amelanchier flowers Pamm's photo

Amelanchier flowers Pamm Cooper photo

Amelanchier canandensis, aka Shadblow. Photo by Pamm Cooper

Amelanchier canandensis, aka Shadblow. Photo by Pamm Cooper

Amelanchier canadensis is commonly called Serviceberry or Shadblow is a wonderful small, native tree.Other names for the shrub or small tree are Juneberry, saskatoon, and sugarplum.  The tree grows to only 20 feet and appears airy with leaves on the smaller side of 1 1/2 to 2 1/2 inches long and one inch wide.It looks good in all seasons with its grey, striped bark and multi-stemmed habit. In the wild, colonies form into a thicket when it is left to produce suckers from the bottom. Single plants can be pruned up into a tree form. Serviceberry is hardy to zone 3 growing from Maine south to the Carolinas. It can be found in swamps, water edges and bogs as it likes wet feet and moist soil. However I have seen it grow happily, even thriving in drier situations proving its adaptability. The white spring flowers are 2 to 3 inches long with obovate petals. The flowers come out before the leaves emerge. After flower petals drop, red fruit is produce during the summer. The fruit will turn black when ripe. The fruit is tasty and edible, but difficult to harvest before the birds strip the tree clean. The leaves are a common host for several caterpillars ensuring a population of butterflies nearby.

The common name Shadblow comes from the timing of the white flowers blowing on the wind at the same time the shad fish are spawning in the Connecticut River. This might just be local folklore, but I have heard it many times from shad fishermen. Several named varieties are in cultivation and marketed under the names and description as follows.

‘Glennform’ (Rainbow Pillar®) – Has an more upright, shrubby growth habit, good for hedging. 20 feet tall.

‘Prince William’– Shrub habit, 10 feet tall, with good, multi-colored fall leaves and good fruit set.

‘Sprizam’ (Spring Glory®) – A compact shrub, 12 feet tall, 8-10 feet wide with yellow-orange fall leaves.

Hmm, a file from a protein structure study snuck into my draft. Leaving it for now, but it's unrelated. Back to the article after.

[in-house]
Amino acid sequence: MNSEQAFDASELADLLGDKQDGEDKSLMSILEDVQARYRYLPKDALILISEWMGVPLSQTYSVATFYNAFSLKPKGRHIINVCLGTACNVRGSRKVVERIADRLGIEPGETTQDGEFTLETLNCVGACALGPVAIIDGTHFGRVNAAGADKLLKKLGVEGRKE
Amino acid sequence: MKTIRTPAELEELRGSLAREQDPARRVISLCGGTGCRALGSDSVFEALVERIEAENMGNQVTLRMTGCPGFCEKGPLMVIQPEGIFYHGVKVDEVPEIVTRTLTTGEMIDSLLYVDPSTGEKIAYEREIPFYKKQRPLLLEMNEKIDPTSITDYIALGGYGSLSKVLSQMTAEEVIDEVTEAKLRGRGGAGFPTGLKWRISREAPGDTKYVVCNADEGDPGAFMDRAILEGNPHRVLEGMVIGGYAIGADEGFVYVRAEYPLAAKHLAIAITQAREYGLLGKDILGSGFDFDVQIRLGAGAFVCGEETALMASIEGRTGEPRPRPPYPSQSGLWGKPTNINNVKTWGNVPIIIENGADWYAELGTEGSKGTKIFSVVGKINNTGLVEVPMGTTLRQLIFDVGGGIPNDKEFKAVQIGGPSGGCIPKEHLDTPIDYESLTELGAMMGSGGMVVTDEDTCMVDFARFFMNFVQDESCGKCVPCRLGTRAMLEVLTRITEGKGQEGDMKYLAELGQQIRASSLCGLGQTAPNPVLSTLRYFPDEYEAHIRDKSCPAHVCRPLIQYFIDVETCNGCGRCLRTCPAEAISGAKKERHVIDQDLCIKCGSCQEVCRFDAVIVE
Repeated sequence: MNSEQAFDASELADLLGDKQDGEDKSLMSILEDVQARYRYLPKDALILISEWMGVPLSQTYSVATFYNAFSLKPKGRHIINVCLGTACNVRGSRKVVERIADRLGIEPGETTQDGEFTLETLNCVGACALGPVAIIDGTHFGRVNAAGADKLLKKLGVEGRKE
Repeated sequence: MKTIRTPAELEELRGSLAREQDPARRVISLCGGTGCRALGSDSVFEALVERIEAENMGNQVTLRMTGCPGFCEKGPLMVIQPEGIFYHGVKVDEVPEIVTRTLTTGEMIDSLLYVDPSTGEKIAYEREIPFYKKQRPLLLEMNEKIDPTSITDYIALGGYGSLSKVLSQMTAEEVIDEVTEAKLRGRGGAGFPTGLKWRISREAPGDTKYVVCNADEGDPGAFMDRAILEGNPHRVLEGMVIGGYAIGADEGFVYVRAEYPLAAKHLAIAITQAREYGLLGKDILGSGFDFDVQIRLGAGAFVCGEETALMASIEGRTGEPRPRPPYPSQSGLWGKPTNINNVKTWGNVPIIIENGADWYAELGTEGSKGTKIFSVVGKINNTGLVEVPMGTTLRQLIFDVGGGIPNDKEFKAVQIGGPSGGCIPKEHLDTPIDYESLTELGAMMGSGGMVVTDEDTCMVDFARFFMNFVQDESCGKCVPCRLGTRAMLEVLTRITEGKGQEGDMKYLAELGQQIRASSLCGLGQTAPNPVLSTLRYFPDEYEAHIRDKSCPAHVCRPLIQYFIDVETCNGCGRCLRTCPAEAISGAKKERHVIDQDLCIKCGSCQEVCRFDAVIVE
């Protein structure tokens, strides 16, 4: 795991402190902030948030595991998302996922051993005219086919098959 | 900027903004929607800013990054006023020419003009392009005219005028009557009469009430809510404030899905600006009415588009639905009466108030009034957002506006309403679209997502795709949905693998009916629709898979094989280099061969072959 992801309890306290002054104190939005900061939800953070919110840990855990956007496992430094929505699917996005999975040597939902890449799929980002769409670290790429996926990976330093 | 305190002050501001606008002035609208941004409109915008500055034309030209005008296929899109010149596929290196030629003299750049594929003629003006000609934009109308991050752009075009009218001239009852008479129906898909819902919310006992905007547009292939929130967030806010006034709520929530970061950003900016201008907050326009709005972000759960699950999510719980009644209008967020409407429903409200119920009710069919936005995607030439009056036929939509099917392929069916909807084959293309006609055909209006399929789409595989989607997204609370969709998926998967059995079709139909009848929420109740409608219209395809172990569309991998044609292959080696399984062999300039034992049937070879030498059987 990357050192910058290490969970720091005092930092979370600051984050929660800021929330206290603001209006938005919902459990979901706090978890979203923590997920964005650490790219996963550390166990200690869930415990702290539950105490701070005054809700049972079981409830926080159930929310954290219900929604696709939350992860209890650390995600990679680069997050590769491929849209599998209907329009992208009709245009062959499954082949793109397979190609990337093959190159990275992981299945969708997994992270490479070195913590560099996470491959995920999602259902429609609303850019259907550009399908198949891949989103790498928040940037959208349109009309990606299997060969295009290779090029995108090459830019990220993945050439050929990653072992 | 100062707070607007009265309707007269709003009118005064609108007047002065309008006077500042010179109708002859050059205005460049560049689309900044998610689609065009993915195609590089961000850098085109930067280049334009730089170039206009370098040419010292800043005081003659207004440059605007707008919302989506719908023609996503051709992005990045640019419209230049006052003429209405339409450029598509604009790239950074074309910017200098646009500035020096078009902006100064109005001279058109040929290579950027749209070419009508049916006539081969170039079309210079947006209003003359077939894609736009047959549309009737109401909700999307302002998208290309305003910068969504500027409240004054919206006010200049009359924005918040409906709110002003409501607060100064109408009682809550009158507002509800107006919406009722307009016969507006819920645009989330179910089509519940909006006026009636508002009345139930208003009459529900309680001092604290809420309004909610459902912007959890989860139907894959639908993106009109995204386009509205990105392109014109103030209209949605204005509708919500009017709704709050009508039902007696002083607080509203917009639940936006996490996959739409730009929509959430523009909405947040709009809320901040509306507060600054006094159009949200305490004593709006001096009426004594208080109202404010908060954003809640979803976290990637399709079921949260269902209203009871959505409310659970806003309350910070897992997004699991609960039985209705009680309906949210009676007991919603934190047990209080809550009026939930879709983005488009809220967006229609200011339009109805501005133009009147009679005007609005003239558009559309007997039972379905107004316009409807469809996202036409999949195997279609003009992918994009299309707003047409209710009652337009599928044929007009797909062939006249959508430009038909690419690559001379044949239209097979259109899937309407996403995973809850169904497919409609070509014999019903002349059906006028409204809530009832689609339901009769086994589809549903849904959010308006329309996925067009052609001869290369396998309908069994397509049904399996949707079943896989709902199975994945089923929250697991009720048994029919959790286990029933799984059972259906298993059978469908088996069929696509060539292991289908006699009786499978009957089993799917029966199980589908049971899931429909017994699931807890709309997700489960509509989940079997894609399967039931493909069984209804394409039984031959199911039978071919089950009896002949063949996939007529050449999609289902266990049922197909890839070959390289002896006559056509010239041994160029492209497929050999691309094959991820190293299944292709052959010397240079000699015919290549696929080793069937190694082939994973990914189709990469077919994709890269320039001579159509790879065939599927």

‘Trazam’ (Tradition®) – More of a tree variety, growing 25 feet tall with a central leader and good fall color.

Cornell Pink Azalea, Rhododendron mucronulatum, Pamm Cooper photo

Cornell Pink Azalea, Rhododendron mucronulatum, Pamm Cooper photo

Cornell Pink Azalea is an early spring bloomer bursting out in clear pink blossoms before it puts out leaves. Usually covered with flowers from bottom of stems to their tops. Their are several varieties of Rhododendron mucronulatum but Cornell Pink is most commonly found in the trade. There is also a variety sold as  ‘Storrs Pink’ but appears to be the same as ‘Cornell Pink’. Both are very reliable, hardy plants, providing bright, spring color every year. The shrub is 4 to 8 feet tall and wide making a nice mound of flowers in the spring and green foliage in the summer. Fall leaves will be yellow to orange before the drop for the winter. Summer fruit is a small capsule, not normally noticed or significant.

Rhodendron mucronulatum is native to China, Korea and Japan. It is hardy to zone 4 and prefers full sun to light shade for best flower show. Provide good drainage, acidic soil and high organic matter to keep this shrub going strong. It looks beautiful in a mass planting in a large space backed up by evergreens.

Gingko Buds, Photo by Pamm Cooper

Gingko Buds, Photo by Pamm Cooper

Another favorite tree showing its beautiful flower buds is Gingko biloba. This is a male flower on a male tree. The flowers are produced on the shortened spurwood, which are compressed, never growing long. You can see the many years of growth rings just below the bud. Lichen is growing on the stem just below the spur containing the flower, adding a bit of interest to the photo by my co-worker, Pamm Cooper. Female trees have female flowers and produce a fruit which, when ripe, smells a lot like vomit. I suggest if you are purchasing a gingko tree, chose a male.

-Carol Quish